Last week, we talked with Chris Moore, a captain with the Chesapeake, Virginia Fire Department about his battle with PTSD. This week, I’m bringing you the other half of the equation. That’s his wife, Lori. If you’re a firefighter and you believe you have PTSD, please play this show for your significant other. Because, try as they will, no one fights PTSD alone. It affects all their relationships, especially the one between the firefighter and their spouse. Lori has been married to Chris for 16 years and they have a son, who is now 14. She saw the factors leading to Chris’ trauma begin to mount. And she has some insights as to what a spouse must endure while dealing with their partner’s PTSD.

    • 18 min
    To PTSD Hell and Back with Chris Moore

    To PTSD Hell and Back with Chris Moore

    Twenty years ago, it was a big no-no for a firefighter to admit to having anything like Post-Traumatic Stress. Of course, it’s still stigmatized in many firehouses. That’s a problem. PTSD can affect anyone, even the toughest firefighter. It doesn’t take being part of a line-of-duty-death or even a near-miss to cause it. And it can turn a dream career into a long-term nightmare. Suicides, driven by trauma, now take more firefighter lives than line-of-duty-deaths. But there are solutions. If you have PTSD and you’ll ask for help, it can be dealt with. With me today is Captain Chris Moore of the Chesapeake, Virginia Fire Department. He’s been a firefighter for 27 years. Chris has experienced the darkness of PTSD and recovered from it. Now he works to help others through his department’s Peer Support and Behavioral Health Team.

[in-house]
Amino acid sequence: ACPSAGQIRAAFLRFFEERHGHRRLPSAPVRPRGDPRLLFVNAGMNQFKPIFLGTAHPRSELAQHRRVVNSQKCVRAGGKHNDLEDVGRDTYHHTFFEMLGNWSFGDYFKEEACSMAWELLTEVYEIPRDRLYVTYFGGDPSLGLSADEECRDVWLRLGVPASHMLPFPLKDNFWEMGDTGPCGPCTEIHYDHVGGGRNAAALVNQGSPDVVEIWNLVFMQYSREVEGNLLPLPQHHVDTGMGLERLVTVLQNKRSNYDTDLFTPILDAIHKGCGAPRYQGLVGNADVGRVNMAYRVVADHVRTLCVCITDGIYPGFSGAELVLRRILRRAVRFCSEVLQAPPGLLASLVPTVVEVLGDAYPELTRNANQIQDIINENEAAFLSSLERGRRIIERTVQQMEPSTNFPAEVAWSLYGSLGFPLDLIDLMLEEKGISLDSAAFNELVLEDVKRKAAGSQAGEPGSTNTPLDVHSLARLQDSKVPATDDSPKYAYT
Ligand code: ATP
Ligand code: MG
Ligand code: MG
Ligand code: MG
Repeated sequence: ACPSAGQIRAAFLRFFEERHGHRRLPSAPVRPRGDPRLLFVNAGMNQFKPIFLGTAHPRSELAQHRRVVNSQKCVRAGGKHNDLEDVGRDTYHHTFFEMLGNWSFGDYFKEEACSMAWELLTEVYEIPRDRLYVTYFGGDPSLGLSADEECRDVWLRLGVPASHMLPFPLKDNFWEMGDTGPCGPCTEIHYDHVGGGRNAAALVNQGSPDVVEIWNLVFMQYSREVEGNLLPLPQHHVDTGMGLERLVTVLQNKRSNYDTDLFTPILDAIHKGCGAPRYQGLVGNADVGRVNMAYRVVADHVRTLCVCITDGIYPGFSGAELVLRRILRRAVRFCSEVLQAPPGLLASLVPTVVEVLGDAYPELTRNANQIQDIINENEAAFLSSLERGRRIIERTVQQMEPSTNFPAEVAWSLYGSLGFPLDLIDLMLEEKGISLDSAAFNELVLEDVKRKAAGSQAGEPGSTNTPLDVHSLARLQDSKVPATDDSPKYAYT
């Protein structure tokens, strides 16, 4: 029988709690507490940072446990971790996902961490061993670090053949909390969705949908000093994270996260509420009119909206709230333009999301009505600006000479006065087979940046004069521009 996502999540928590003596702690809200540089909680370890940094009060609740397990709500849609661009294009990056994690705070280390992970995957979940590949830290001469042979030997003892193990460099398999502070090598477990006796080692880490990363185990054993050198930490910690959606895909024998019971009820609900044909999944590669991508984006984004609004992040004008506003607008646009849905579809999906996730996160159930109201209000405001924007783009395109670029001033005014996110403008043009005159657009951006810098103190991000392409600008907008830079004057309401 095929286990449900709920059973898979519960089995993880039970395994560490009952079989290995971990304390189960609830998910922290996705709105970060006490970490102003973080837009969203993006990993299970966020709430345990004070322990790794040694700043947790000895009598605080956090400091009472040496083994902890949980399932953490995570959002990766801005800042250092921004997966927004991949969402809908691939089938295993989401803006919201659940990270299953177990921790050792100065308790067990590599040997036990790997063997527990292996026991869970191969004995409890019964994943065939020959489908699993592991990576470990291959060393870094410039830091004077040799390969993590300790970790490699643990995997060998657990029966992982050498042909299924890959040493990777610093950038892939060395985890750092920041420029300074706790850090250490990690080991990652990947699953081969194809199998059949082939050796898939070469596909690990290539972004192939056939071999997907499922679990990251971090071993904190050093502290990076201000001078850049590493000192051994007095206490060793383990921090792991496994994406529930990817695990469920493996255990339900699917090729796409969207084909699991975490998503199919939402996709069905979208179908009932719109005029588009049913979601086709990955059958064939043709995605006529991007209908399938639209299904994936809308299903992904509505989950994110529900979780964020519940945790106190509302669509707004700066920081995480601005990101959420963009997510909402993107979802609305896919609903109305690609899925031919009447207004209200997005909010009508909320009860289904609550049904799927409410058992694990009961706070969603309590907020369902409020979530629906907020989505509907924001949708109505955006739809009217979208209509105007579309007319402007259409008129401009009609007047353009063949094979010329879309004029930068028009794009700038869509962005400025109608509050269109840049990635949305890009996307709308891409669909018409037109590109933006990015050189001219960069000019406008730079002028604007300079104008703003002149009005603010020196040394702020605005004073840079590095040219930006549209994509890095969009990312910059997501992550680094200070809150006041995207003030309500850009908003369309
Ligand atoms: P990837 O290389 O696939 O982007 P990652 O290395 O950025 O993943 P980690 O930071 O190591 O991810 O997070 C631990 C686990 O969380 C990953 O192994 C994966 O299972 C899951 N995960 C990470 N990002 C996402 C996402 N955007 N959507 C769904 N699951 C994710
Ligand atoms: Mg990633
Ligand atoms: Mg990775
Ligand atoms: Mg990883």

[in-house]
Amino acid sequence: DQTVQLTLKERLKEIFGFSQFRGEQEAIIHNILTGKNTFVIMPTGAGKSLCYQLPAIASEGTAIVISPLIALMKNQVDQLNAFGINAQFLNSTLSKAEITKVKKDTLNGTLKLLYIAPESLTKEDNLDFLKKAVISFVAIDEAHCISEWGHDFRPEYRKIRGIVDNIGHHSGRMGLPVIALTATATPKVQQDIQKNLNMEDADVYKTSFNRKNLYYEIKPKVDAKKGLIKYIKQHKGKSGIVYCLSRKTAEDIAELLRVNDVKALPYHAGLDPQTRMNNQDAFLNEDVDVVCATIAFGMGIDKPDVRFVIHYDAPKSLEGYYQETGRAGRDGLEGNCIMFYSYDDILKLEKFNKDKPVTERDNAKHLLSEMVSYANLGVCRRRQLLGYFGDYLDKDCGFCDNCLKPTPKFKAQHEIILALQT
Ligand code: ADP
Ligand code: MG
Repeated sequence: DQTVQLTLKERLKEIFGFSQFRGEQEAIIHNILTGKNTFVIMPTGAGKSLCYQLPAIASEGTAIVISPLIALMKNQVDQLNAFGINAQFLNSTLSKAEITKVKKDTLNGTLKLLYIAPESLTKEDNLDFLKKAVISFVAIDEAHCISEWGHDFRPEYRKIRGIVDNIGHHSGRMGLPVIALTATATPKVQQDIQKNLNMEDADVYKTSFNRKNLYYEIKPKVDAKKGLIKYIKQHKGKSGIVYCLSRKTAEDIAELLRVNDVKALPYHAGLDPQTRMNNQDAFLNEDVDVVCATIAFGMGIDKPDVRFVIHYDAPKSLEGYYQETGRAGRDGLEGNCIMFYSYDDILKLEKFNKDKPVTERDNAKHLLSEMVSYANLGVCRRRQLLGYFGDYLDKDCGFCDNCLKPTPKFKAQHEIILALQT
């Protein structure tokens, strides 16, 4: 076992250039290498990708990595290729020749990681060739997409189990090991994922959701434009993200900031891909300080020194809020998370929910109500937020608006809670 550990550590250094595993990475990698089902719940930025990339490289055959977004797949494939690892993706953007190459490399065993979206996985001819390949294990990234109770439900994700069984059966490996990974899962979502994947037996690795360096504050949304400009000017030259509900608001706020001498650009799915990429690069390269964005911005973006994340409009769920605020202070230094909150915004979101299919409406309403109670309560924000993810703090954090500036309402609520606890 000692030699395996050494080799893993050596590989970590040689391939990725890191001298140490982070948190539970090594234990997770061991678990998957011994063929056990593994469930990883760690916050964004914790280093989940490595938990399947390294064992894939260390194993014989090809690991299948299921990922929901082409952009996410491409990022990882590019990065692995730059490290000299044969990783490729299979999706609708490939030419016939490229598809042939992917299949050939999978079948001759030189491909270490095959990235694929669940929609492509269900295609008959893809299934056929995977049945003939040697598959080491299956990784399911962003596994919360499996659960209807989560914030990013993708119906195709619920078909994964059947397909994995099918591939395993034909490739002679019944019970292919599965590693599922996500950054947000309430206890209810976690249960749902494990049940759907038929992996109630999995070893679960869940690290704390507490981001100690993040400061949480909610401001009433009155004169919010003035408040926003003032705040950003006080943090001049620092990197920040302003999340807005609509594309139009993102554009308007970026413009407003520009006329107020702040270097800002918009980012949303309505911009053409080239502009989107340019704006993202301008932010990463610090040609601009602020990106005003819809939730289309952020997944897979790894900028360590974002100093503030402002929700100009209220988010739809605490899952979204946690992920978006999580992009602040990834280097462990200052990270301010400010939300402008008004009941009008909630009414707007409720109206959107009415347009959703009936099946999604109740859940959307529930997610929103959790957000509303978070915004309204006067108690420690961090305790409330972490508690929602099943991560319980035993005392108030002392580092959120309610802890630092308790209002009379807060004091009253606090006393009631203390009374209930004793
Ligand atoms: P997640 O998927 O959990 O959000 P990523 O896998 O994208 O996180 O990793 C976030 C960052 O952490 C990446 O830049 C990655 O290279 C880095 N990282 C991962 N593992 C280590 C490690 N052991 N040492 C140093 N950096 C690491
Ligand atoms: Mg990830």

• 19 min
    This Volunteer Department’s Got It Figured Out with Ed Dolan and Shawn Heppner

    This Volunteer Department’s Got It Figured Out with Ed Dolan and Shawn Heppner

    How would you define success in a volunteer department? Would it be recruiting and retention? Or how about solid leadership? Maybe response time? Today, we’re going to talk about a department that meets all of those criteria. It’s called Ulster Hose Company 5, and it’s found in New York’s Hudson Valley near the city of Kingston. Ninety members respond from their homes. And they cover 1,500 calls a year with an average time to response of 3 minutes. If you’re struggling just to get members to show up for runs, you’ll want to pay attention. Back again on Code 3 to explain how they do it is Ed Dolan. He’s been studying Ulster Hose 5 and has some interesting insights. Ed’s a member of the Catskill Fire Department in New York for 30 years, and he’s served more than half that time as a chief officer. Shabw Heppner is Chief of Ulster Hose Company 5.